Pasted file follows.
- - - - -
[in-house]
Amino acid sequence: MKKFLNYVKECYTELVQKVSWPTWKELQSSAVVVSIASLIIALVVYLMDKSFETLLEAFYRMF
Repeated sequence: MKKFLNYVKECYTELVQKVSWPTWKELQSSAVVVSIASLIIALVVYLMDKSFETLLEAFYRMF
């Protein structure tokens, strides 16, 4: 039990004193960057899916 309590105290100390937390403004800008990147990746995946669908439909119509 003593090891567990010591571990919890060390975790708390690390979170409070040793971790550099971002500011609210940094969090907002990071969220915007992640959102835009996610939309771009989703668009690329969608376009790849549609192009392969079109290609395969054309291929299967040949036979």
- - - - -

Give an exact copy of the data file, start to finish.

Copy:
[in-house]
Amino acid sequence: MKKFLNYVKECYTELVQKVSWPTWKELQSSAVVVSIASLIIALVVYLMDKSFETLLEAFYRMF
Repeated sequence: MKKFLNYVKECYTELVQKVSWPTWKELQSSAVVVSIASLIIALVVYLMDKSFETLLEAFYRMF
């Protein structure tokens, strides 16, 4: 039990004193960057899916 309590105290100390937390403004800008990147990746995946669908439909119509 003593090891567990010591571990919890060390975790708390690390979170409070040793971790550099971002500011609210940094969090907002990071969220915007992640959102835009996610939309771009989703668009690329969608376009790849549609192009392969079109290609395969054309291929299967040949036979």